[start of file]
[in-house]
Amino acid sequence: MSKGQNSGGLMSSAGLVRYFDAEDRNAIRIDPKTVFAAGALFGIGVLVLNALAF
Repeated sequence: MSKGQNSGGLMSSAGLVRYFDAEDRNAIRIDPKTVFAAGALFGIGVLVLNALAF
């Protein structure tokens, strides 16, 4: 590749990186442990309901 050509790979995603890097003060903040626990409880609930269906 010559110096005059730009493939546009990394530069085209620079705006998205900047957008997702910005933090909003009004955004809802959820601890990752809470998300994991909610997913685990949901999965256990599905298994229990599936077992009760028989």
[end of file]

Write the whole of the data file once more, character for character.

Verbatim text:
[in-house]
Amino acid sequence: MSKGQNSGGLMSSAGLVRYFDAEDRNAIRIDPKTVFAAGALFGIGVLVLNALAF
Repeated sequence: MSKGQNSGGLMSSAGLVRYFDAEDRNAIRIDPKTVFAAGALFGIGVLVLNALAF
């Protein structure tokens, strides 16, 4: 590749990186442990309901 050509790979995603890097003060903040626990409880609930269906 010559110096005059730009493939546009990394530069085209620079705006998205900047957008997702910005933090909003009004955004809802959820601890990752809470998300994991909610997913685990949901999965256990599905298994229990599936077992009760028989």